-The heroes. The two boys and Armadillo are just such very good good boys. A sweet and unlikely partnership, a good look at what it means to be a friend, and a perfect tie in to the idea that our actions are what define us.

-The morals.
Seems like I forgot to comment on this one. It is a feel-good, well-constructed middle grade story. Has a likable kid protag with an amazing armadillo as familiar.

PS: now can someone point me to a novel with a cute Llama?
Apr 05, 2020 rated it it was amazing
Charming. Utterly charming. Twelve-year old Oliver (and a very minor mage) is forced by his village to travel to where the Cloud herders are so he can bring back rain to his drought-stricken town. He and his adorable and adorably sarcastic armadillo familiar Eglamark encounter numerous problems and significant threats along the way. Using his two most frequently-used spells, humour and determination, Oliver makes a tough journey, both physically and emotionally, to accomplish his goal. The story ...more
The Captain
Jun 15, 2020 rated it really liked it
Shelves: young-adult
Ahoy there me mateys! Novellas are floating me boat these days and this one was no exception. I have been meaning to read this author’s work for forever and was drawn into picking this up based on the armadillo on the cover. This story follows a 12 year old mage named Oliver who only knows three minor spells but is sent on a quest to save his village from a drought anyway. Oh and the armadillo is his familiar.

This was fantastic. It has the feel of an old school folktale in the beginning but quic
A delightful middle grade novella following a young not-very-good mage and his familiar, an armadillo, as they go on a trip to retrieve the rain and bring it back to their village. It draws inspiration from creepy folktales and dedicates attention to the importance of environmental knowledge (and environmental magic). I really appreciate books that explore the kind of magic that would realistically be used for everyday life and the, uh, more creative applications of it.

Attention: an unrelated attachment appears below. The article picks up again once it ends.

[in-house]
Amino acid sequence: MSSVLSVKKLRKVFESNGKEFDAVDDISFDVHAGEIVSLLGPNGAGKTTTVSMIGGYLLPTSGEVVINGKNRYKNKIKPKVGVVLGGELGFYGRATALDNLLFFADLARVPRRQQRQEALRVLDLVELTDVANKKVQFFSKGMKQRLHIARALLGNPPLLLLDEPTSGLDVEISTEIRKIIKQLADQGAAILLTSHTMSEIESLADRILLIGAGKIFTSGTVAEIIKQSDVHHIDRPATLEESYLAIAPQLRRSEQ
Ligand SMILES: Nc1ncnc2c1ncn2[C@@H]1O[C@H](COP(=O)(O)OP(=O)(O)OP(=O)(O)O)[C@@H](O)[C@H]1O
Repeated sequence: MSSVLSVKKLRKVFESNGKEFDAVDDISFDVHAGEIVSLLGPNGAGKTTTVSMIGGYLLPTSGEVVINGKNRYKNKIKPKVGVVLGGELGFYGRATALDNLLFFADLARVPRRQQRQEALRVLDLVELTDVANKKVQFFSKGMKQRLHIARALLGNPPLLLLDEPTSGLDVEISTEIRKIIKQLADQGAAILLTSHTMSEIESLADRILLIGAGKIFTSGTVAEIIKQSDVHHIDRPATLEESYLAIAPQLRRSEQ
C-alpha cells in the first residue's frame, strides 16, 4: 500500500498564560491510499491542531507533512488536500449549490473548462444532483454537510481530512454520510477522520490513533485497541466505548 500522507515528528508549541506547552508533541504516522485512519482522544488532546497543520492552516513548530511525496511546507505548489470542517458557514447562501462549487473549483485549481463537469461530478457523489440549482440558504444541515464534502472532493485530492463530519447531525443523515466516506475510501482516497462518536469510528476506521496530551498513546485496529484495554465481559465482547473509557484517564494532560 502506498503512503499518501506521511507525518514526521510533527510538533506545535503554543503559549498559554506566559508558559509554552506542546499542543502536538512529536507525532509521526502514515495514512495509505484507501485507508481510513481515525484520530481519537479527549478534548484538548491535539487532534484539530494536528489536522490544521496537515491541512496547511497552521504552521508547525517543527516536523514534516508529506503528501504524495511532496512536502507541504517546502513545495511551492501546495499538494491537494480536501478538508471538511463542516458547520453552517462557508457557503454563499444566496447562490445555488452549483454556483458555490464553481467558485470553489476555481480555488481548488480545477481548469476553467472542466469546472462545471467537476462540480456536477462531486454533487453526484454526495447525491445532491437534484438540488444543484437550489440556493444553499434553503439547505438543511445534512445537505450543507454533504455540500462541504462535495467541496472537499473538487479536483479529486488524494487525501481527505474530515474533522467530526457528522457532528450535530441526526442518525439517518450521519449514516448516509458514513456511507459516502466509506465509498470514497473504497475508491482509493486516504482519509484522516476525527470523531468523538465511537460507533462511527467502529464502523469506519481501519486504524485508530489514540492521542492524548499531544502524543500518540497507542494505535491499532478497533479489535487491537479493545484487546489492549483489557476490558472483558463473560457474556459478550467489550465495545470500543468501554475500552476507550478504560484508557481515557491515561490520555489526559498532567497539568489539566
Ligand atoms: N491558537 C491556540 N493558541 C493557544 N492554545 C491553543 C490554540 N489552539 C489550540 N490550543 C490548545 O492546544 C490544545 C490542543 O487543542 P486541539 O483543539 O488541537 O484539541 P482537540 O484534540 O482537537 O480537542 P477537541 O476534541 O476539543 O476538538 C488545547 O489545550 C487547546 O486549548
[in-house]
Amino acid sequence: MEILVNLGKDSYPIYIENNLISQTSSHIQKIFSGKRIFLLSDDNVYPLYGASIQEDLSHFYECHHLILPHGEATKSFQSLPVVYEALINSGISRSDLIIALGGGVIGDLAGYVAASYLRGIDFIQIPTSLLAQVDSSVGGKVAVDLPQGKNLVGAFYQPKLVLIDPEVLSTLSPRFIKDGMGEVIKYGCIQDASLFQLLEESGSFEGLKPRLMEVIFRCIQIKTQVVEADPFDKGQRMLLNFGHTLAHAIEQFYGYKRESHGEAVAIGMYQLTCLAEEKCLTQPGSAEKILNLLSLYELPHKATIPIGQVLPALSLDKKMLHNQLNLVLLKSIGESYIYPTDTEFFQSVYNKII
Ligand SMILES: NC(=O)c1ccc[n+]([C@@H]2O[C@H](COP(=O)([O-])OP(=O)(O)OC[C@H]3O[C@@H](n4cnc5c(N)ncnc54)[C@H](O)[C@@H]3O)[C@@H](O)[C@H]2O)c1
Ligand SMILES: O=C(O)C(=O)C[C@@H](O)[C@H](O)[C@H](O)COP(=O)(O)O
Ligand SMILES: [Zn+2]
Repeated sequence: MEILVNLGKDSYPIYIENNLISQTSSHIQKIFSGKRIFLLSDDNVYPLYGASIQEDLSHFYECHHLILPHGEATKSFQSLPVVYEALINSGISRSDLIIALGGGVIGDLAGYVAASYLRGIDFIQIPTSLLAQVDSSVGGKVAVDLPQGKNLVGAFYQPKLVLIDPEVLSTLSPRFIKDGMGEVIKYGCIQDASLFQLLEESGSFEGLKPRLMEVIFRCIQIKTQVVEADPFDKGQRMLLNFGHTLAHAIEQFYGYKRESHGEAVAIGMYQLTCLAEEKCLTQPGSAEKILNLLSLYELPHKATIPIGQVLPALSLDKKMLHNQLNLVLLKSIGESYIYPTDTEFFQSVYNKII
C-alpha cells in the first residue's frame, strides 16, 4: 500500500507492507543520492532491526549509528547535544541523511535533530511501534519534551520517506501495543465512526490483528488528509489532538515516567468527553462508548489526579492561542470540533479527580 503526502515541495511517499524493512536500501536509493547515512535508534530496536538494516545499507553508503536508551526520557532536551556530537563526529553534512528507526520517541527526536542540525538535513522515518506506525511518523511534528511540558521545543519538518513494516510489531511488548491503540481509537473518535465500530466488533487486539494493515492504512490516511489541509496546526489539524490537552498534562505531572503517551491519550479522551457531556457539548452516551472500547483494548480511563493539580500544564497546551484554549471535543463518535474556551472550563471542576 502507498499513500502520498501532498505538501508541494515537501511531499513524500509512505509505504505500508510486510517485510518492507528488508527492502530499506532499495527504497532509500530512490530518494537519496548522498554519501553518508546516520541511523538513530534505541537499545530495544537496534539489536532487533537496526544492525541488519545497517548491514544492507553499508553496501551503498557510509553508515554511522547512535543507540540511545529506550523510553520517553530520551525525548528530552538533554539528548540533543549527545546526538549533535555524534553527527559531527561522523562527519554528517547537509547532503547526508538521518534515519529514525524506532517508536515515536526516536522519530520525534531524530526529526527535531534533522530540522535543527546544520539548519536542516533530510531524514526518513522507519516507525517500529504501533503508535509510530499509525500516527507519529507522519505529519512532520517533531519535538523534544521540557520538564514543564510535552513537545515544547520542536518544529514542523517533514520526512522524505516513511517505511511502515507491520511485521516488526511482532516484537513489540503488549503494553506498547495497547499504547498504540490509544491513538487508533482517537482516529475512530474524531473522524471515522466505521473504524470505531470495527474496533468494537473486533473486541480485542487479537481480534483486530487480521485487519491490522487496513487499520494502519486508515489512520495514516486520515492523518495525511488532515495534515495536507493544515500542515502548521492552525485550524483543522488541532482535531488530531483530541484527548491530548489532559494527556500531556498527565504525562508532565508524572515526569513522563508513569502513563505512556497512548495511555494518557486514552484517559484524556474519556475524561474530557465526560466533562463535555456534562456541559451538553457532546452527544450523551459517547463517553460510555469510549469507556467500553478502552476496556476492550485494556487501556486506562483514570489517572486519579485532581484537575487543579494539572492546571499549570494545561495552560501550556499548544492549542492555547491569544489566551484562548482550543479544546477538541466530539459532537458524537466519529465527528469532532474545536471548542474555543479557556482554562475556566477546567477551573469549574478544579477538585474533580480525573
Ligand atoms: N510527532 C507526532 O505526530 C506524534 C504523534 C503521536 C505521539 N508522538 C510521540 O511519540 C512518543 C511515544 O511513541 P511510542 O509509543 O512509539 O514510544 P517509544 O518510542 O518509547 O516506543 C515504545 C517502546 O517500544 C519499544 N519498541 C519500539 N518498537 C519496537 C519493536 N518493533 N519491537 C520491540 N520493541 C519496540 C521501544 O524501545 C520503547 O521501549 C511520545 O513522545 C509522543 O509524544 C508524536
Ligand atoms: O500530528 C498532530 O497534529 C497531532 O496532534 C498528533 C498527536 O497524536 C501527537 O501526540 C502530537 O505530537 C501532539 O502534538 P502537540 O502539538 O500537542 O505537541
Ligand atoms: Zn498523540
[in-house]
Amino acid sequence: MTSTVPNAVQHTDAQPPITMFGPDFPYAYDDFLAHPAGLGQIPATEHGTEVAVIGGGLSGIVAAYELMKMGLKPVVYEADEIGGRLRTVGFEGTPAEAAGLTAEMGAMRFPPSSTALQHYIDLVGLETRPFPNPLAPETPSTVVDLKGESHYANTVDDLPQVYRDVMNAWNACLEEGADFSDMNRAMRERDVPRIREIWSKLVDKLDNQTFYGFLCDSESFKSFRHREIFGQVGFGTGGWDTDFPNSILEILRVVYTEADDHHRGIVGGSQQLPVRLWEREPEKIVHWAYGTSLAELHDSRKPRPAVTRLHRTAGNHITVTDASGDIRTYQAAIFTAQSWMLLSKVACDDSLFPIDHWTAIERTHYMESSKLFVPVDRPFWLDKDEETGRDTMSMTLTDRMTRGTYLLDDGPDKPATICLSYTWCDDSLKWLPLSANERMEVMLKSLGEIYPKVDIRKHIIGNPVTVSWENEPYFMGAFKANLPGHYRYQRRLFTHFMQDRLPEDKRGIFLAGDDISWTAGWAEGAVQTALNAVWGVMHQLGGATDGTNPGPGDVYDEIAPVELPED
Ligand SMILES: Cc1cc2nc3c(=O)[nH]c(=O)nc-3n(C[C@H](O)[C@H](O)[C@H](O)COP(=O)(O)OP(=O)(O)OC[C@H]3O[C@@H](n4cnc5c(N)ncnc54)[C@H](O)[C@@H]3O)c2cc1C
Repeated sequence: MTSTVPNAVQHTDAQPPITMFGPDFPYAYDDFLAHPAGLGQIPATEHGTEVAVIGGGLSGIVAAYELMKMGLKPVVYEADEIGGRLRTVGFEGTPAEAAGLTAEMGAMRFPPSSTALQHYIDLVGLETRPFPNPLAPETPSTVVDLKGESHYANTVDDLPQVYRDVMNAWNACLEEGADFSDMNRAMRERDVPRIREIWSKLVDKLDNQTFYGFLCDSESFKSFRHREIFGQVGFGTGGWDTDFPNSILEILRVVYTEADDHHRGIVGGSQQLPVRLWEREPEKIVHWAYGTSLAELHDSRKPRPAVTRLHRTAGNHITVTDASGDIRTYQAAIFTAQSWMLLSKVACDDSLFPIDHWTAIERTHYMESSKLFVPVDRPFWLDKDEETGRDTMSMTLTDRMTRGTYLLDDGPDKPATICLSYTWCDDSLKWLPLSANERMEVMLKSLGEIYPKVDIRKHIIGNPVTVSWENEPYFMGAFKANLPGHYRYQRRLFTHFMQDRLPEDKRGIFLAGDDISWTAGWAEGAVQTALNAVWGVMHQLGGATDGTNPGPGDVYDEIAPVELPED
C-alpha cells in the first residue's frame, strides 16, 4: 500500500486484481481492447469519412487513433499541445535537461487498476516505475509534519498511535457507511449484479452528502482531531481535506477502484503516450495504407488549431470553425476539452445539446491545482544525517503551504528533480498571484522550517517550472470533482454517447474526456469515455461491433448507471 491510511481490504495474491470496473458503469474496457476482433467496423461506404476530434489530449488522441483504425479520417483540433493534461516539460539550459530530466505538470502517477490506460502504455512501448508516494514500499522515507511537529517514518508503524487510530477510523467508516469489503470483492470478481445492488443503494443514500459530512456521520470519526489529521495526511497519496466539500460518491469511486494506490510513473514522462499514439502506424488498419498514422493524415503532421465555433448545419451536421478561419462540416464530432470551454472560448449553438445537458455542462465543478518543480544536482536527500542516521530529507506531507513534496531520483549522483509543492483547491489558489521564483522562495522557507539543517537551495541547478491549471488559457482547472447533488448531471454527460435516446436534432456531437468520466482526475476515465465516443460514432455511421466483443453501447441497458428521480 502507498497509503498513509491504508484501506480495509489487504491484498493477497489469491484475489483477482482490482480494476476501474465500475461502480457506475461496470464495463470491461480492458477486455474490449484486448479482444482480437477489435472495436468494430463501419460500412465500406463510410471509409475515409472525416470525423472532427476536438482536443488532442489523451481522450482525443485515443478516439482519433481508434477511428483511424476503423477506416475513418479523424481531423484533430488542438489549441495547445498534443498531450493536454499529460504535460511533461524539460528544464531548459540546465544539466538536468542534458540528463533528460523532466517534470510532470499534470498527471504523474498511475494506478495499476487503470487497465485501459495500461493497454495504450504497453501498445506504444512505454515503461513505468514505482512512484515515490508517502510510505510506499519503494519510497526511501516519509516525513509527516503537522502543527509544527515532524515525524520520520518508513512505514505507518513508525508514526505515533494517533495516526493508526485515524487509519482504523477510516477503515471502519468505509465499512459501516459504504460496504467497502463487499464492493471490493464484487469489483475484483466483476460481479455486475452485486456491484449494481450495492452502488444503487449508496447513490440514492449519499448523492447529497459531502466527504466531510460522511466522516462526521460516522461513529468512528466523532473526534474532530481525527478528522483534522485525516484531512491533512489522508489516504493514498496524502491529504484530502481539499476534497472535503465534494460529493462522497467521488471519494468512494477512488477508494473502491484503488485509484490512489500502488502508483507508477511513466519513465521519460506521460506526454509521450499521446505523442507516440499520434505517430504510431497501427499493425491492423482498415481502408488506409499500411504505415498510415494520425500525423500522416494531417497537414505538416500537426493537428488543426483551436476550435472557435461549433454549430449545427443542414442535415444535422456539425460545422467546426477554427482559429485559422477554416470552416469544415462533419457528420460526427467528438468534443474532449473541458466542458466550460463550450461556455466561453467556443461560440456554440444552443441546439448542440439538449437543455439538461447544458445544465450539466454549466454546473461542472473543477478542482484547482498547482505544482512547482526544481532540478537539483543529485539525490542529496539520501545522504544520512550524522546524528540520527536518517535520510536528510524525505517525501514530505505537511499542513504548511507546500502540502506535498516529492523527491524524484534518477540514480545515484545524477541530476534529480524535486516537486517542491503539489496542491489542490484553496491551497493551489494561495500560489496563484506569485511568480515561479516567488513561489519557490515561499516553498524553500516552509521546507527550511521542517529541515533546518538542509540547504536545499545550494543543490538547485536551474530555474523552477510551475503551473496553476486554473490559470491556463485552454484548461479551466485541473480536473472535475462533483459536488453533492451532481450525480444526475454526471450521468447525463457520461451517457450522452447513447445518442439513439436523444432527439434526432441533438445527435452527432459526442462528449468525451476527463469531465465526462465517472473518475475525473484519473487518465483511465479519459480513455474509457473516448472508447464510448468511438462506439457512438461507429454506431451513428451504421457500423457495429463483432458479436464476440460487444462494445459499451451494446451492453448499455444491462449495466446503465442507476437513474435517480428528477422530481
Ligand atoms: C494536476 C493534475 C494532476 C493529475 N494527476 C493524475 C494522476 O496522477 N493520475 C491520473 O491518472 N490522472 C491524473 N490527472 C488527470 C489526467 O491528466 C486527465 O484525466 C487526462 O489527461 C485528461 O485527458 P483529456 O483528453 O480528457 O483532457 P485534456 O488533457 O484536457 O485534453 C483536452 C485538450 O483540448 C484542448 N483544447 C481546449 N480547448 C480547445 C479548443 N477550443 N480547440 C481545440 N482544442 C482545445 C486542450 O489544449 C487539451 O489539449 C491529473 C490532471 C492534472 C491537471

The spinning spiders scene
Apr 23, 2020 rated it it was amazing
Shelves: ya, high-fantasy
Mmmyeah, that's the stuff. All children's books should contain cannibalistic monsters, musical instruments made from the bones and hair of murder victims, and bittersweet meditations on the harms people commit against loved ones while under the influence of panic-induced mob mentalities. Plus talking armadillos!
Jul 30, 2019 rated it it was amazing
I love my new disaster child and his armadillo.

(for what it's worth, I would give this to a young-ish teenager but younger than that it would depend on the kid. Like, *I* would probably have read this at twelve, but that's not necessarily an endorsement. I'm sure I read things I shouldn't have at twelve.)

And in the spirit of Ao3 tags: adventure, magic, preteen hero, sassy armadillo, weird musical instruments, cannibalism, pigs, angry mobs, livestock.

— The Wombat Resists (@UrsulaV) July
Dec 04, 2019 rated it really liked it
Shelves: owned, young-adult, 2019
A rare case where the writer says a book is for younger readers and the editors don't seem to agree, huh. It totally reads somewhere between YA & MG-tone wise, albeit with some very heavy themes and scary moments; a very Pratchett-esque book (and that's high praise) which expands a similar ethical project beyond humans-and-human-like to animals. I loved the humour and the protagonist. I read straight through the second half of it in bed, and when I finished I wished there was more Oliver for me ...more
Jul 31, 2019 rated it it was amazing
As usual, as soon as a Kingfisher story drops I drop everything I'm doing to devour it. There is something in me that is always ready for her kind of story, which is usually kind, and sarcastic, and pragmatic, and full of adventure. This one features: Genuinely gross Ghuls! Magic straight out of a "oh the wind and rain!" or: harps that only sing murder ballads! Small magic and kids sent to do adult-sized tasks, armed only with what they've got (and an armadillo familiar). Self care! Support for ...more
This is a story of 12-year old Oliver who is a very minor mage. He knows three spells and has an armadillo as a familiar. Because of a long-time drought, he sets off on a quest to bring rain back. It was fun, but didn't stray away from darker elements even though it is a middle-grade or early young adult story. Adults were often incompetent or cruel figures.

I liked the armadillo, and the bit gruesome ability of the boy that Oliver meets in his travels, but I didn't really get sucked into the sto
Mar 17, 2020 rated it really liked it
Shelves: 2020